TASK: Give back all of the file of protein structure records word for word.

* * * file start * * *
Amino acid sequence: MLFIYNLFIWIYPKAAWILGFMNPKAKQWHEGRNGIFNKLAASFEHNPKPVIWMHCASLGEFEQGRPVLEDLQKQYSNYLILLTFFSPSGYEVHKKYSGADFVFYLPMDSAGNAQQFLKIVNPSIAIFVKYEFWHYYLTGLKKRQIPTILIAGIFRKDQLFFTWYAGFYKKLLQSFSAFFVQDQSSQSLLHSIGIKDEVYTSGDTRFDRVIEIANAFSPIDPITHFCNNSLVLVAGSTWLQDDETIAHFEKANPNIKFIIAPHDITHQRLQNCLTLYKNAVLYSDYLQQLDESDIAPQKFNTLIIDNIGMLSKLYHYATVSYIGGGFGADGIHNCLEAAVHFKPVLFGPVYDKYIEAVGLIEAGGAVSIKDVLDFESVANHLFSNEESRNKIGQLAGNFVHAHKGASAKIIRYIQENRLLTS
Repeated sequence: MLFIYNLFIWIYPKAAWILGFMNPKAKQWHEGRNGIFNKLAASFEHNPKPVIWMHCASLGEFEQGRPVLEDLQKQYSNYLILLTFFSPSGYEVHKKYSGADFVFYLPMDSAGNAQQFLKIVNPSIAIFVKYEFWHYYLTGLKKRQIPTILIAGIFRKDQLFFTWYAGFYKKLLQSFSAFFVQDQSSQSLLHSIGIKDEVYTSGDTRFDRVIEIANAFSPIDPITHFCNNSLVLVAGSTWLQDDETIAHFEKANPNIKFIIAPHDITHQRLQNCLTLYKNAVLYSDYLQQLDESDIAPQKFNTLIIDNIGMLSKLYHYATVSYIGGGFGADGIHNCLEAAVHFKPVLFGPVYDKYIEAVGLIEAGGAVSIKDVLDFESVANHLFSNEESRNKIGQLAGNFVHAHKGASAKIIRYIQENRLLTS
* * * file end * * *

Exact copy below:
Amino acid sequence: MLFIYNLFIWIYPKAAWILGFMNPKAKQWHEGRNGIFNKLAASFEHNPKPVIWMHCASLGEFEQGRPVLEDLQKQYSNYLILLTFFSPSGYEVHKKYSGADFVFYLPMDSAGNAQQFLKIVNPSIAIFVKYEFWHYYLTGLKKRQIPTILIAGIFRKDQLFFTWYAGFYKKLLQSFSAFFVQDQSSQSLLHSIGIKDEVYTSGDTRFDRVIEIANAFSPIDPITHFCNNSLVLVAGSTWLQDDETIAHFEKANPNIKFIIAPHDITHQRLQNCLTLYKNAVLYSDYLQQLDESDIAPQKFNTLIIDNIGMLSKLYHYATVSYIGGGFGADGIHNCLEAAVHFKPVLFGPVYDKYIEAVGLIEAGGAVSIKDVLDFESVANHLFSNEESRNKIGQLAGNFVHAHKGASAKIIRYIQENRLLTS
Repeated sequence: MLFIYNLFIWIYPKAAWILGFMNPKAKQWHEGRNGIFNKLAASFEHNPKPVIWMHCASLGEFEQGRPVLEDLQKQYSNYLILLTFFSPSGYEVHKKYSGADFVFYLPMDSAGNAQQFLKIVNPSIAIFVKYEFWHYYLTGLKKRQIPTILIAGIFRKDQLFFTWYAGFYKKLLQSFSAFFVQDQSSQSLLHSIGIKDEVYTSGDTRFDRVIEIANAFSPIDPITHFCNNSLVLVAGSTWLQDDETIAHFEKANPNIKFIIAPHDITHQRLQNCLTLYKNAVLYSDYLQQLDESDIAPQKFNTLIIDNIGMLSKLYHYATVSYIGGGFGADGIHNCLEAAVHFKPVLFGPVYDKYIEAVGLIEAGGAVSIKDVLDFESVANHLFSNEESRNKIGQLAGNFVHAHKGASAKIIRYIQENRLLTS